The world of shipping is no different and in the last decade there has been several advancements in this area although some parts of the industry still remains fragmented and lacking standards in how the business is conducted..
Cyber technologies have become essential and critical not just to the operation and management of numerous systems and processes on board ships but also for the safety, security and protection of the ship, the crew, the cargo, and the marine environment..
These technologies have integrated IT (Information Technology) and OT (Operational Technology) on board ships through networking and connectivity to the internet..
The access, connectivity and networking of these systems has however led to cyber security threats and risks..
What is cyber security and cyber security risk..??
TechTarget defines cyber security as “the body of technologies, practices, and processes designed to protect computers, programs, networks and data from damage, attacks or unauthorized access. In the context of computing, the term security implies cyber security.”
The International Maritime Organisation (IMO) defines Maritime cyber security risk as “a measure of the extent to which a technology asset is threatened by a potential circumstance or event, which may result in shipping-related operational, safety or security failures as a consequence of information or systems being corrupted, lost or compromised“..
Cyber security threats exploits the complexity and connectivity of critical IT infrastructure placing the ship, crew safety and health, its cargo and its security at risk all of which could affect a company and government’s finances and reputation at risk..
Cyber security should be an important component of an organisation’s overall risk management..
Cyber security threats can present itself as malicious actions like hacking or infecting your systems with malware or innocent actions like lack of software maintenance on vessels, incorrect user permissions, weak passwords, unauthorised access etc..
Whether malicious or benign, these actions expose vulnerabilities in the operational or information technology on board a vessel.. These vulnerabilities can be present as a result of design inadequacies, integration capabilities, maintenance of systems and not having cyber discipline..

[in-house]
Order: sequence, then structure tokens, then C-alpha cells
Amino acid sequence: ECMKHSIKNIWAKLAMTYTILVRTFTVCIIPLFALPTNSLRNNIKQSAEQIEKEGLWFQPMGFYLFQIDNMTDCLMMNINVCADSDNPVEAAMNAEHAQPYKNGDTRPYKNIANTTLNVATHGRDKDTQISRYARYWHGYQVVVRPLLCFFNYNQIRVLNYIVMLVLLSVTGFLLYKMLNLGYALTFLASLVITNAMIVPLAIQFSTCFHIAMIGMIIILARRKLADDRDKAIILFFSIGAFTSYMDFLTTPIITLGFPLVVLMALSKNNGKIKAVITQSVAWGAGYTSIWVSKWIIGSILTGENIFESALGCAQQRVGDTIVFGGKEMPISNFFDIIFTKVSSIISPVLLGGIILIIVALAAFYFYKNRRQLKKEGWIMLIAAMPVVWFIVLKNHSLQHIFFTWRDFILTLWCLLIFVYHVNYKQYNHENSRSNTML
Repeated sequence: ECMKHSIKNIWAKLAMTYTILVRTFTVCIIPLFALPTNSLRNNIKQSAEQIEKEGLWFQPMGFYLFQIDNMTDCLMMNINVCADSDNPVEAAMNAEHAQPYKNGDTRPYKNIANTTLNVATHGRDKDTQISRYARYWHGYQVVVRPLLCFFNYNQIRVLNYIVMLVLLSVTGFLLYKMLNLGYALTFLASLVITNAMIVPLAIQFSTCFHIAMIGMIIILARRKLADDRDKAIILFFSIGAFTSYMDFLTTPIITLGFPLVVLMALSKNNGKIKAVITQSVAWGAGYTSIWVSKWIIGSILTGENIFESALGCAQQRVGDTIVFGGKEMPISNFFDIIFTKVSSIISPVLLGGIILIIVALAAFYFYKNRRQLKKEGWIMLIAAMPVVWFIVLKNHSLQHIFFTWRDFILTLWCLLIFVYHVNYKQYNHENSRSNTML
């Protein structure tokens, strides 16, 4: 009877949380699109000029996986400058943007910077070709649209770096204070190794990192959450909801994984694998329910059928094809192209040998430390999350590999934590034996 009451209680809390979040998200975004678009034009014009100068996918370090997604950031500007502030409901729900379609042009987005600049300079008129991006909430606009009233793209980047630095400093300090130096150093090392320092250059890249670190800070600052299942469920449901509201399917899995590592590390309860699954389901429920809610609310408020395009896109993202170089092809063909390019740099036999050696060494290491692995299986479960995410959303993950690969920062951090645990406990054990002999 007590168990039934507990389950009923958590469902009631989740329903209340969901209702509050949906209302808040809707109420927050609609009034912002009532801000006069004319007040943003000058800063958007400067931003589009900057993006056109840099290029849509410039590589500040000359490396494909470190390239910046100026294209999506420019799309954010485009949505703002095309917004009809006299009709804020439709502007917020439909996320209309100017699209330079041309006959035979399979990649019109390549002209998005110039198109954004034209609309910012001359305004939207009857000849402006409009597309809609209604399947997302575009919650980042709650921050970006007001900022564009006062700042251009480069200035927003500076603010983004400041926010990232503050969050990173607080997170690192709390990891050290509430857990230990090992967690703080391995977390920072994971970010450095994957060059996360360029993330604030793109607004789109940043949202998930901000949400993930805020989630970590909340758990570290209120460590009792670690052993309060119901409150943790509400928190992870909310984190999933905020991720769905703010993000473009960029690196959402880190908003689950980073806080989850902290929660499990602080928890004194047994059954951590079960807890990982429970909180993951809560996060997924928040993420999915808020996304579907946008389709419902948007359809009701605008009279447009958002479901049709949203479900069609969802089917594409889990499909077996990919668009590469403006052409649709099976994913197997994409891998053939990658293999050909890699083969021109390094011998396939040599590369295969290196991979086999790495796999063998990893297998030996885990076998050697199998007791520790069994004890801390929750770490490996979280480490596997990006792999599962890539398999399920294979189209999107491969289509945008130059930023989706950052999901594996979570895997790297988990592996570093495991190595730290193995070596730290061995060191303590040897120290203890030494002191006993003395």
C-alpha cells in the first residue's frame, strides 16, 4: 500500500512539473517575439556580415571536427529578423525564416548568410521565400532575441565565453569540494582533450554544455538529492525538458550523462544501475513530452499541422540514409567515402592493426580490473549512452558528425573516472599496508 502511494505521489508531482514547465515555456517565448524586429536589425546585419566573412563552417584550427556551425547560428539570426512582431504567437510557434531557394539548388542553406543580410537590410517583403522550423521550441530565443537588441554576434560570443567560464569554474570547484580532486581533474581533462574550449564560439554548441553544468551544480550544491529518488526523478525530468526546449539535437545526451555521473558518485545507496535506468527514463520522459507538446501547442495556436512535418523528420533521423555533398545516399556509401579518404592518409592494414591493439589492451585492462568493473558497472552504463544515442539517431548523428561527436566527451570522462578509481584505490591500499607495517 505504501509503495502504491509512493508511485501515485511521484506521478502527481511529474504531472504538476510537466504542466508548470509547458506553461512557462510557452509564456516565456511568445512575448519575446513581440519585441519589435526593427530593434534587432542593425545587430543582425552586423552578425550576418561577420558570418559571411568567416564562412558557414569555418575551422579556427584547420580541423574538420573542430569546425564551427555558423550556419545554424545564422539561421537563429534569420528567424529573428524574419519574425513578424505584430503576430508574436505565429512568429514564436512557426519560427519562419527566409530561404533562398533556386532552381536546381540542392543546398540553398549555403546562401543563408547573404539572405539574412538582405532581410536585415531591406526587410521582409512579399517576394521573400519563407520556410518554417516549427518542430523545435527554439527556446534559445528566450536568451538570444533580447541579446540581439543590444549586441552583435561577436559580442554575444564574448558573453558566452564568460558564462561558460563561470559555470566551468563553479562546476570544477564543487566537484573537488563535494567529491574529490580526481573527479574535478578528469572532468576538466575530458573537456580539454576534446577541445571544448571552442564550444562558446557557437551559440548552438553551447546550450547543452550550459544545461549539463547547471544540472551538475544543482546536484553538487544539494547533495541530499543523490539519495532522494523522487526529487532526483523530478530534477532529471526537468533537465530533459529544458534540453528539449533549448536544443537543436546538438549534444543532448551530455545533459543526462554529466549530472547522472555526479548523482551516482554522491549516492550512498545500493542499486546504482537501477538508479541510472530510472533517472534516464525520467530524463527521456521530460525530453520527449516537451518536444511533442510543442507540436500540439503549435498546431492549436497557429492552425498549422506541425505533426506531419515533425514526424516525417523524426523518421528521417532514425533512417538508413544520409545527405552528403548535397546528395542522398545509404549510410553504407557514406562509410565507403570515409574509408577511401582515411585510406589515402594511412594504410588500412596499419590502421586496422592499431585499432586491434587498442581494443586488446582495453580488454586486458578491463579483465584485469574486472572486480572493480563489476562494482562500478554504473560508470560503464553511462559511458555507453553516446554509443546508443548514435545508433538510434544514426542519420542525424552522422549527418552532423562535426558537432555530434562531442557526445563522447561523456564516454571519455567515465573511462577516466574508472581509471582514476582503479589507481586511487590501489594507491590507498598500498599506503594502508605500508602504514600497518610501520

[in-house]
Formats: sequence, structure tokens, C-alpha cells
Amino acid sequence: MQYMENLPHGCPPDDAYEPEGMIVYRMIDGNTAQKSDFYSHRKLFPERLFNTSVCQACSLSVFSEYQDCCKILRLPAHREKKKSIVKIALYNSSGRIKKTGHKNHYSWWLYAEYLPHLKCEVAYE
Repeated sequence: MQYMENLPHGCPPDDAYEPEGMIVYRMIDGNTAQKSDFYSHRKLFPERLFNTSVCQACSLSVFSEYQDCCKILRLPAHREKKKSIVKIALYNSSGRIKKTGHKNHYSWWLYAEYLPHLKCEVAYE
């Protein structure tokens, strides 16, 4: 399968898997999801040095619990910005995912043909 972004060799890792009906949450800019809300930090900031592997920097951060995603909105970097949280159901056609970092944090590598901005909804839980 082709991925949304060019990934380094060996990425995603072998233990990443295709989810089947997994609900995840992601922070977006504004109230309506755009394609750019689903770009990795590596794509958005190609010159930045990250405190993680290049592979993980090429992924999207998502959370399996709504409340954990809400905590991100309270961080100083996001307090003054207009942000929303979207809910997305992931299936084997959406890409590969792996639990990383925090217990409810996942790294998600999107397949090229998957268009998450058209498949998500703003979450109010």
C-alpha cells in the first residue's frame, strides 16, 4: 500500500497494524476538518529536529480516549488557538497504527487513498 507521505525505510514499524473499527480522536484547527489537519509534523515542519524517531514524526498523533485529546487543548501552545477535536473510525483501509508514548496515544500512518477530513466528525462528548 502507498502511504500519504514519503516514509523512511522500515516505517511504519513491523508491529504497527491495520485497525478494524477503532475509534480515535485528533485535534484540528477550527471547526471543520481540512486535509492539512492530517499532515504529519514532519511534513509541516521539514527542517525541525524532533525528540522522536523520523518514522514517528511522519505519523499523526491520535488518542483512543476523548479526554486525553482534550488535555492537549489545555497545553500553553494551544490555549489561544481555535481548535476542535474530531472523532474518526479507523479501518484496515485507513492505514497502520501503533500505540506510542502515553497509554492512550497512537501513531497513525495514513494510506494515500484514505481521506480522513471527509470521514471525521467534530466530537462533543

Both these actions should be considered as credible threats as these vulnerabilities in operational and/or information technology can compromise the security, confidentiality, integrity, and more importantly safety of the vessel and its crew..
Imagine if critical systems like the bridge navigation or the propulsion systems are compromised as a result of cyber attacks..
In some cases, many of these systems may be required to comply with international standards and Flag State requirements and if these systems are compromised, the ships/ship owners may be non compliant with these standards and flag state requirements..
The IMO has identified below systems on board ships as particularly vulnerable :
- Bridge systems ;
- Cargo handling and management systems ;
- Propulsion and machinery management and power control systems ;
- Access control systems ;
- Passenger servicing and management systems ;
- Passenger facing public networks ;
- Administrative and crew welfare systems ; and
- Communication systems
In its guidelines on cyber security on board ships, BIMCO identifies cyber safety incidents arise as a result of :
- a cyber security incident which can affect the availability and integrity of OT, for example corruption of chart data held in an Electronic Chart Display and Information System (ECDIS) ;
- failure occurring during software maintenance and patching ; or
- loss of or manipulation of external sensor data which is critical for the operation of a ship and includes but not limited to Global Navigation Satellite Systems (GNSS)
Gard quotes below live examples of cyber security incidents in shipping
- Researchers from the University of Texas in the US demonstrated in July 2013 that it is possible to change a vessel’s direction by interfering with its GPS signal to cause the on-board navigation systems to falsely interpret a vessel’s position and heading.
- A hacker caused a floating oil-platform located off the coast of Africa to tilt to one side, thus forcing it to temporarily shut down.
- Hackers accessed cyber systems in a port to locate specific containers loaded with illegal drugs and remove them from the port undetected.
- Somali pirates employed hackers to access a shipping company’s cyber systems to identify vessels passing through the Gulf of Aden loaded with valuable cargoes and minimal on-board security, which led to the hijacking of at least one vessel.
- In the Norwegian energy and oil and gas sector, more than 50 cyber security incidents were detected in 2015.
- Ten years ago, the antivirus company McAfee registered 25 new threats a day – now they register half a million threats daily.
- An increasing number of objects are connected to the Internet and may be hacked.
As you can see, there are severe consequences due to cyber security risks ranging from ship collisions caused by hacking of e-navigation to physical loss/damage to ships, crew and cargo which in turn could cause massive operational and economic disruption to a port’s activities and businesses..